The partner you’re dreaming of, yes, I know the one, he exists, but he’s not the person you think. He isn’t someone who disrespects and hurts you. He’s not the man who wants to control and limit you. He’s not someone you walk on eggshells around because you’re afraid of the next time he’ll blow up. He is the man who celebrates who you are, encourages you to grow and wants to help make your dreams reality. He is the man who thinks you’re amazing, flaws and all. He is the man who doesn’t make you think you are hard to love.
Stand strong in the knowledge of who you are, my darling girl. Never settle for less than you deserve. And always know you deserve the very best. You are worthy. You are worth moving heaven and earth to be with. You are a gift. If someone doesn’t see that, they aren’t worth your time. It’s okay to walk away from anything and anyone who doesn’t want to help you be the best version of yourself or who makes you feel less than. Relationships will come and go. Learn from them rather than feel trapped in them because you’re scared to be alone or afraid to admit you were wrong about someone. It’s okay to make mistakes. Own them, learn the lesson and move forward. Believe that you can handle anything that comes your way, because you can, but know there are things you should never handle and let those go.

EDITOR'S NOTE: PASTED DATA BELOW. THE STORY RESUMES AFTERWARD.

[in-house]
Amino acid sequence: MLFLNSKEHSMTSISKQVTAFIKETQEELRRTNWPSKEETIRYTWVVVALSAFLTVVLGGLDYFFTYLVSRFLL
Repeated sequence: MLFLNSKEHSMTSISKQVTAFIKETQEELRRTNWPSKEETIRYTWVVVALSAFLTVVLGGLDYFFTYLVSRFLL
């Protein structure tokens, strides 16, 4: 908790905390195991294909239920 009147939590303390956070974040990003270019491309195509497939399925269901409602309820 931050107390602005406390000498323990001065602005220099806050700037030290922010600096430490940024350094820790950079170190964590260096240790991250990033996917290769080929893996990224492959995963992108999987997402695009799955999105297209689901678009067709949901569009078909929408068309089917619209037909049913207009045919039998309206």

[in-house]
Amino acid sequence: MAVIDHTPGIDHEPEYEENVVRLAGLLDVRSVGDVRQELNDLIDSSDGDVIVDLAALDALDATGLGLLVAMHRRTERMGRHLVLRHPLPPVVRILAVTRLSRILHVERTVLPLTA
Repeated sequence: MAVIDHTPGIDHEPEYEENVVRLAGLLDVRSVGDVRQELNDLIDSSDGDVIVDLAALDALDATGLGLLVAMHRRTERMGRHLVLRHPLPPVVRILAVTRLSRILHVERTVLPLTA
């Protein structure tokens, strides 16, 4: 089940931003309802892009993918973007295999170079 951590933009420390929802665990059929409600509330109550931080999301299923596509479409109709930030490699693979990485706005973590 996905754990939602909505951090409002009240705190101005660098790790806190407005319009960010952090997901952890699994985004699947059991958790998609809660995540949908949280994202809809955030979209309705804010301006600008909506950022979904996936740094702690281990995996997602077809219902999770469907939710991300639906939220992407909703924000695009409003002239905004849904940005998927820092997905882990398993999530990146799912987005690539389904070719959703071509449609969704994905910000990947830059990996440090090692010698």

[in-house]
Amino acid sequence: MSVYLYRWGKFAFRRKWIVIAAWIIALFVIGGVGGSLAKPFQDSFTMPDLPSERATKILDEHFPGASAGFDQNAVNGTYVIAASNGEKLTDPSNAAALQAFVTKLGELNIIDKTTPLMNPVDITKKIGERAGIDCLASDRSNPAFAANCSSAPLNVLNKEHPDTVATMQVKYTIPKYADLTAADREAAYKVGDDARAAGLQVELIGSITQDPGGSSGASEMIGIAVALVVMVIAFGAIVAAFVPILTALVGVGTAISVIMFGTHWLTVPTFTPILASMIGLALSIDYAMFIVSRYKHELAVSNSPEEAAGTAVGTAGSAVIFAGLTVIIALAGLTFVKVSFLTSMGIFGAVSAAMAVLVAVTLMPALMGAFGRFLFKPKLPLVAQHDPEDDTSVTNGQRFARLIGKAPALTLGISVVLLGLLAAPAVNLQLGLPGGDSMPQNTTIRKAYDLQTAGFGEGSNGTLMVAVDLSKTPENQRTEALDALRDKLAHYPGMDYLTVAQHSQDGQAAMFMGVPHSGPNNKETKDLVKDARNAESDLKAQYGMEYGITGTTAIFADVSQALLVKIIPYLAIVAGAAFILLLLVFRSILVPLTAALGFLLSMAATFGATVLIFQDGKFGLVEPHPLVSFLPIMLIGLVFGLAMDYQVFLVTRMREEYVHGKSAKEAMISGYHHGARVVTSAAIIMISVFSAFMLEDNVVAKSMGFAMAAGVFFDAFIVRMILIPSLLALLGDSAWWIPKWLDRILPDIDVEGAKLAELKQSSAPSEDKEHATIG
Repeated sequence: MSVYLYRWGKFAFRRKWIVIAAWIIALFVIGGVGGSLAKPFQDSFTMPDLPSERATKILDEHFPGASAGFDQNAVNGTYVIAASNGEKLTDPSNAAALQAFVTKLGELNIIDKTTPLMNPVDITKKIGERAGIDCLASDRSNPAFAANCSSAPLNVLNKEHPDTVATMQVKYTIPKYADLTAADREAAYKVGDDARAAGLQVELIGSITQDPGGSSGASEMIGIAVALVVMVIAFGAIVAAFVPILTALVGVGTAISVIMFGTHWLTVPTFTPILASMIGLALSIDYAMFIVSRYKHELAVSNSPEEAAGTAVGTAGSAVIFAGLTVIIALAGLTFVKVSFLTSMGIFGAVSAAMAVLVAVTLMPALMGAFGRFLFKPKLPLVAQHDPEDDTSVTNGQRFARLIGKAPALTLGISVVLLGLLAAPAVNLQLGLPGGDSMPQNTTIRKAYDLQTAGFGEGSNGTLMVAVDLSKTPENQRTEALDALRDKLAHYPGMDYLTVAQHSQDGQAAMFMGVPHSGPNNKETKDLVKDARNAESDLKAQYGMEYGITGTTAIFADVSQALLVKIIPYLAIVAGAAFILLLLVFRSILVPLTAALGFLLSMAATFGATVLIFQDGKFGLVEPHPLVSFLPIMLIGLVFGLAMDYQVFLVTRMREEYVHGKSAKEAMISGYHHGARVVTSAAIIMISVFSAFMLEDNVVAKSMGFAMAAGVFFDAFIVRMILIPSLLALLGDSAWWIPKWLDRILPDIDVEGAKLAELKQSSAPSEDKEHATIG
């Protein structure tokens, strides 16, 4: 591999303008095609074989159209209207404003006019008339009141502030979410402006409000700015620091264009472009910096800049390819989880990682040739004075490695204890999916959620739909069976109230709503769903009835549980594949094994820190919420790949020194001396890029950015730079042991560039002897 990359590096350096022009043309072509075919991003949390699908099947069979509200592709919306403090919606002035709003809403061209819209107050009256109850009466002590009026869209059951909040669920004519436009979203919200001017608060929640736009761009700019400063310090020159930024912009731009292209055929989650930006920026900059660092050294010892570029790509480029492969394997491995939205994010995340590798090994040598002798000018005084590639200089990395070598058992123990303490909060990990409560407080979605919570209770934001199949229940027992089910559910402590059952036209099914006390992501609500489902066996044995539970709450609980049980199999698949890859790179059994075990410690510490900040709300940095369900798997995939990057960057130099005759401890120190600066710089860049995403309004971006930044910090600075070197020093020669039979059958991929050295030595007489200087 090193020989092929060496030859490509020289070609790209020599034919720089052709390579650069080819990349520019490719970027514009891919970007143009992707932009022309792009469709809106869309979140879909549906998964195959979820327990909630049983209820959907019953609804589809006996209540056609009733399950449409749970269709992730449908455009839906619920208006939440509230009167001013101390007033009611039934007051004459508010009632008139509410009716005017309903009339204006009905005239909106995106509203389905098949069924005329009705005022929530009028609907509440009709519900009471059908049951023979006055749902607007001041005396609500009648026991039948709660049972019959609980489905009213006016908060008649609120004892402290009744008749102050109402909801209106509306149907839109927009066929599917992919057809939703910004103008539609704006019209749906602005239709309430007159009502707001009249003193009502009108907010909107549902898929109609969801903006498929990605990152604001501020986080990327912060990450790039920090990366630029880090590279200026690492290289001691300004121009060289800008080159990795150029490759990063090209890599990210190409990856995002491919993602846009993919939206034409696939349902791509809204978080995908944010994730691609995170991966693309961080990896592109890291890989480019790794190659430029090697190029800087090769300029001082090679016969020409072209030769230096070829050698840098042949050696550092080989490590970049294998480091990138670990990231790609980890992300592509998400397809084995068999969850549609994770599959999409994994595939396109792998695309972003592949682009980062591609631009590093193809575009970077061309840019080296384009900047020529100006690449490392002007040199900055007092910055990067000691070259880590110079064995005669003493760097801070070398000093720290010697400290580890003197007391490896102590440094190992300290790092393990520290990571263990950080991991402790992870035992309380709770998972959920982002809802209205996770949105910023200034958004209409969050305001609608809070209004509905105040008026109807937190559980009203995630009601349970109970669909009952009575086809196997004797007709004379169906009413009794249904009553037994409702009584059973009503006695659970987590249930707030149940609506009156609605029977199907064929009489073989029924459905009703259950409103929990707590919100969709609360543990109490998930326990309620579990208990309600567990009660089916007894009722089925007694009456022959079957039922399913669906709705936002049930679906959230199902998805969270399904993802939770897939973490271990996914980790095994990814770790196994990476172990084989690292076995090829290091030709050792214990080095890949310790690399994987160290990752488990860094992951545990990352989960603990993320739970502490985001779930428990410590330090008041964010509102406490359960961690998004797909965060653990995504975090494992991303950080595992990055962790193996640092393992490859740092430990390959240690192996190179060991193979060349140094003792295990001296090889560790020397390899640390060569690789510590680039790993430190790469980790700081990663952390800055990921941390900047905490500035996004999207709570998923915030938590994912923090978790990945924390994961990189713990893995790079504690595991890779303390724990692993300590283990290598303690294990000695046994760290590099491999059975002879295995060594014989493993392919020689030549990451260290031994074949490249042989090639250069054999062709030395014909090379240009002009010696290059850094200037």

Love yourself enough to walk away from what hurts your soul. Love yourself to shine as brightly as you know you can.
All my love,
Dear Teenage Me: Vulnerability will always make you nervous, but life without it will feel scarier
Dear 13-Year-Old Me,
A few months before you turn 14, you’ll be a raped by one of your closest friends. There will be scars on your right hand that will remind you of that day for the rest of your life. One day, you will see them as a sign of survival, but for a while you will see them as a homing device for abusive people. You will try to figure out for many years what you did to “ask for it,” so that “it” will never happen again. Nothing you do will work because no one asks to be raped by staying a little late at school after basketball practice or scoring higher than the boys on the math test or acting too much like a “dyke.”
You will not be the protagonist in your sexual and romantic life for a long time because of this. You will be ambivalent but neurotic and will sometimes want to disappear. You will not know what to do when you develop feelings for your classmate at your all girls’ Catholic high school. You will feel a twinge of fear every time you hear that word “dyke” again, even though you know it doesn’t really fit you.